As a college student, I did my laundry more than most of my friends (and didn’t take it home to Mom at the end of the semester, either). “Clean” water seems to be decreasing in supply – although there’s an abundance of the salty variety covering the planet. We’ve come up with a bunch of de-salination methods that have been in the news. This ‘fresh’ water is being used in many applications – farming, animal husbandry, drinking water for humans…
But what if we just decreased CONSUMPTION of the water that IS available? Or in any case, used the supply more efficiently? Here’s a look at technology that aims to minimize the amount of water being used for the laundering of fabrics. Although it’s not strictly new tech, having been around for several years, it is being used with greater frequency in industrial applications and may be available for household consumers in the near future.
A 5,500-year-old leather shoe was discovered in a cave in Armenia in 2010. It makes you think long and hard about just how many shoes you really need to keep up with fashion and the burden they leave behind when the next must-have shoe design comes into fashion!
Downcycling is a new term I just read about. It’s different than recycling in that the process takes a used product, deconstructs all of its different parts, and then utilizes the individual deconstructed parts in a new way. This process claims to reduce the necessity of using fresh raw materials, which, in turn, reduces energy usage to manufacture those fresh raw materials, thereby reducing air pollution and water pollution.
The footwear industry is jumping on this new process. One company in particular, the LYF (Love your Footprint) shoe can be taken apart and remade without losing quality. You can’t help but love that name, right?
Inspired by Japanese Shinto temples that can be taken apart and moved, the LYF shoe is made of pieces that slot together a bit like Lego, without the need for glue. Not only are the these shoes made responsibly, they are custom made for each customer and made to fit your feet – you choose from a variety of sustainable & artisan textiles!
“To be truly sustainable you have to design for disassembly. If you put glue into the mix you cause problems in the reuse,” the designer, Aly Khalifa, says.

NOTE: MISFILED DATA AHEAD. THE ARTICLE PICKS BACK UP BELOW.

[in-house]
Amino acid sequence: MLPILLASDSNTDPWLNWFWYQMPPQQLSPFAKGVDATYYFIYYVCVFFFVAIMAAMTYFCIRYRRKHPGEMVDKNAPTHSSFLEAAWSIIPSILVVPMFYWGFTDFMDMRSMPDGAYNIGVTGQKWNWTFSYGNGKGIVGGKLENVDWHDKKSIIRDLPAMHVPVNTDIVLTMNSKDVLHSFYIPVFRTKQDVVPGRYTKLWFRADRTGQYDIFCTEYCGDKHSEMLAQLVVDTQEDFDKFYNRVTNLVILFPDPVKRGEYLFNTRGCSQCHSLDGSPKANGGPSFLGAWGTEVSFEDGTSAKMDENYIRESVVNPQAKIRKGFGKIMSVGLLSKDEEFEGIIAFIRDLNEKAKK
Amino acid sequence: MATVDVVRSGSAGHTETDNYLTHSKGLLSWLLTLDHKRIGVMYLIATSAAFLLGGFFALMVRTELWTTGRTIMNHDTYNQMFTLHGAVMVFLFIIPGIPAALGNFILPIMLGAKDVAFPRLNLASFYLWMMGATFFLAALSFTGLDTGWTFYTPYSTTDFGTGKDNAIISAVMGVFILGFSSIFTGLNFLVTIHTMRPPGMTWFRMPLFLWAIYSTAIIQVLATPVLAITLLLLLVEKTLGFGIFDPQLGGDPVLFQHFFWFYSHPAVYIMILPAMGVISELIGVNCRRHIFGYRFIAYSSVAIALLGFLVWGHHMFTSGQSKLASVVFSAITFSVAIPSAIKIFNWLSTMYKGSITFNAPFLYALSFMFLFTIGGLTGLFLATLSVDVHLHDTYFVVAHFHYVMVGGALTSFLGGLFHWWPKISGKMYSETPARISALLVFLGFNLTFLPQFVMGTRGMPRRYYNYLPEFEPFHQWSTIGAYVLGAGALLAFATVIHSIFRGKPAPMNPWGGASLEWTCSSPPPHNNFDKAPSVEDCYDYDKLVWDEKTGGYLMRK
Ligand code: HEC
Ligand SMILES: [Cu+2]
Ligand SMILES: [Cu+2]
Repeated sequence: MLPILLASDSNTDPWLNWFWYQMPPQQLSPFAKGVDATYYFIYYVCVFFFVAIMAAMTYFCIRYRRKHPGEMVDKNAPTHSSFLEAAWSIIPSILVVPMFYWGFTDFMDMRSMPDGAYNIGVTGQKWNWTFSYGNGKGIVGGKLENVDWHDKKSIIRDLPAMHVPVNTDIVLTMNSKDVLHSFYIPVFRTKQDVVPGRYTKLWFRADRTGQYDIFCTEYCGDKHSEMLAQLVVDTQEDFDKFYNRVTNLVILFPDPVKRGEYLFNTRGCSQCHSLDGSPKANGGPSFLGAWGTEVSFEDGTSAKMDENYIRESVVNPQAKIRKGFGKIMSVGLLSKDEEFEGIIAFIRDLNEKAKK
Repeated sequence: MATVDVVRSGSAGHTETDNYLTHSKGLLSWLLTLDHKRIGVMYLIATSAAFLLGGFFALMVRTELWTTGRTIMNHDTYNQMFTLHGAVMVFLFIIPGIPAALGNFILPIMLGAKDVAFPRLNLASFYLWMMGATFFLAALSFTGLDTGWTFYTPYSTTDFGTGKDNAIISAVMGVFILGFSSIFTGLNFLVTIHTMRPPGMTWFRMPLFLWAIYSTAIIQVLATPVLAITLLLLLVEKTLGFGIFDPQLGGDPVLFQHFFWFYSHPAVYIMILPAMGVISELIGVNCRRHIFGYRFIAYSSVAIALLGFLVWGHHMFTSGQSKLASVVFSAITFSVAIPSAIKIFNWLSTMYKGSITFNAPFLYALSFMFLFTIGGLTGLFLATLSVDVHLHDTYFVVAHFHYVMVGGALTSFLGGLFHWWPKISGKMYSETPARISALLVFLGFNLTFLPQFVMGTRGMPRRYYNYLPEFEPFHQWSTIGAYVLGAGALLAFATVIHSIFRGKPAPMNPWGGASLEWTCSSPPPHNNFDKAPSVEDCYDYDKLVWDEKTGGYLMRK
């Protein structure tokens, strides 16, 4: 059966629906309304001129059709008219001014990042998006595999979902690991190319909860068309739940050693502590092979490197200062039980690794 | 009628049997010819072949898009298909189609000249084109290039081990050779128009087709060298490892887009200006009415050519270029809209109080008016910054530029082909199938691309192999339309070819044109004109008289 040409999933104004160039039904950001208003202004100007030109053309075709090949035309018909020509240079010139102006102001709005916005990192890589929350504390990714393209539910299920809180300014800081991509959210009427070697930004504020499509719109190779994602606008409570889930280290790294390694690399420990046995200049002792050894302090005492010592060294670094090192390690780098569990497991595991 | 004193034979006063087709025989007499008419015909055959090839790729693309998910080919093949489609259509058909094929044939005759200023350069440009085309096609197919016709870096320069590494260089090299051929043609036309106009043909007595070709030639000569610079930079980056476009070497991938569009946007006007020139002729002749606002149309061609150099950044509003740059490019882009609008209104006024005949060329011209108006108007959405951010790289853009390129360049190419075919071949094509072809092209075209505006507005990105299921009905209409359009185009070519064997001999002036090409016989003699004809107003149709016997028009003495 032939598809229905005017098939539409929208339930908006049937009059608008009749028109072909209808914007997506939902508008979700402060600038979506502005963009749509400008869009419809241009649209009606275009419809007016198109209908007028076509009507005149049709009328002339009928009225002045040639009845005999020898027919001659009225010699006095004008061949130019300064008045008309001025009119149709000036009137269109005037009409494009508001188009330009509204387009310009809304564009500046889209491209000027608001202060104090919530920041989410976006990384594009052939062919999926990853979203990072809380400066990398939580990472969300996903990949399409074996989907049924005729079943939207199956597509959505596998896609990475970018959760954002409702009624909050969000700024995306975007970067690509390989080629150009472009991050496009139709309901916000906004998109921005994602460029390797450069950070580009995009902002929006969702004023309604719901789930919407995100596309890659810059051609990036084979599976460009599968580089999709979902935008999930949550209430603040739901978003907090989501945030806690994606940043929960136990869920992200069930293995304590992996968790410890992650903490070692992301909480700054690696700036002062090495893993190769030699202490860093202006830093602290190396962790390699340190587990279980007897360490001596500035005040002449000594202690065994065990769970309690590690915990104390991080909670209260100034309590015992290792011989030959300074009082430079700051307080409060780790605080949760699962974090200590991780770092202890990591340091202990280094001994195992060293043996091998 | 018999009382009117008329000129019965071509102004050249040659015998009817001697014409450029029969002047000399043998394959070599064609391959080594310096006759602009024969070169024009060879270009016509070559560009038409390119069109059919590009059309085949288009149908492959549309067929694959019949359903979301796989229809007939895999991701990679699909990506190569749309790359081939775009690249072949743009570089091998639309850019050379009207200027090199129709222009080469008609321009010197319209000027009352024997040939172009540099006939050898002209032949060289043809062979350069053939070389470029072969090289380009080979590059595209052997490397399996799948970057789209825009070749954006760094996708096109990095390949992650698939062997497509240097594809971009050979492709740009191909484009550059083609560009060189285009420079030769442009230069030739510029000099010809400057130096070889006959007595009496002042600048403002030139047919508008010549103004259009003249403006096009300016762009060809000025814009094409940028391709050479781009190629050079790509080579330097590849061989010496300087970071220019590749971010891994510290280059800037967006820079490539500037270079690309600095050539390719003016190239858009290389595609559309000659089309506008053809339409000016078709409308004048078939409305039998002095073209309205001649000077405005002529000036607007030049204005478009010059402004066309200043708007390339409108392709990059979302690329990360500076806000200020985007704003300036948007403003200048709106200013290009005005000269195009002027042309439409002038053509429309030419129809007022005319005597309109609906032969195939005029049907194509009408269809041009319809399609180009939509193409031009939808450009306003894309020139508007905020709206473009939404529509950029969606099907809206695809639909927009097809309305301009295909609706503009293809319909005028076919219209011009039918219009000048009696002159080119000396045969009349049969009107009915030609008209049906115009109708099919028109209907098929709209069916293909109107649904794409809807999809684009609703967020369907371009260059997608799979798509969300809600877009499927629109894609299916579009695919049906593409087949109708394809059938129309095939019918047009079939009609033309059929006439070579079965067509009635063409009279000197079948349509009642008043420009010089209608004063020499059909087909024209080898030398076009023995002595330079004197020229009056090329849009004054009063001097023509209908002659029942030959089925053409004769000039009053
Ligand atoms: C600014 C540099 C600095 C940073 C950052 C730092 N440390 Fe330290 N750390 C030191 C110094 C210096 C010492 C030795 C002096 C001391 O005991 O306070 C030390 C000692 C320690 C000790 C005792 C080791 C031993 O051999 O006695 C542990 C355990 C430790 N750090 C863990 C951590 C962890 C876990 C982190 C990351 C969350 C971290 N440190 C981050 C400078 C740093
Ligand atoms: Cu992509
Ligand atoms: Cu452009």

Check out some additional styles here.
For all of you engineers out there, does this inspire you to find a product that can be disassembled and remade into something else useful for its second life?
Other news in the footwear industry:
Nike developed an open source app to help designers assess their environmental impact and has been running a reuse–a-shoe scheme since the 1990s, grinding old trainers into pellets that are used to surface running tracks.
Gucci sold a collection of shoes made from bio-plastic – a biodegradable material used as an alternative to petrochemical plastic.
Music is an integral part of many lives, in many formats, in many locations. Music during a workout to increase your fitness level can be motivating and keep you from swooning with exhaustion.
Now there’s tech for your EARS that monitors your vitals which you catch your tunes! A new twist on the mobile/wearable items that are out there. Maybe you’ll be inspired to create some wearable tech, too?
Hearables might be the next big thing, according to Scott Snyder, a senior fellow with the University of Pennsylvania’s Mack Institute for Innovation Management and president and co-founder of the mobile strategy company Mobiquity. “Research suggests that 55 percent of Americans plan to use a wearable device in the coming year,” Snyder says. “Most of the attention to-date has been on the wrist, with a barrage of new devices from wrist-worn trackers to sensorized smartwatches, but hearables are makings strides and leveraging a mainstream consumer accessory – the earbud.”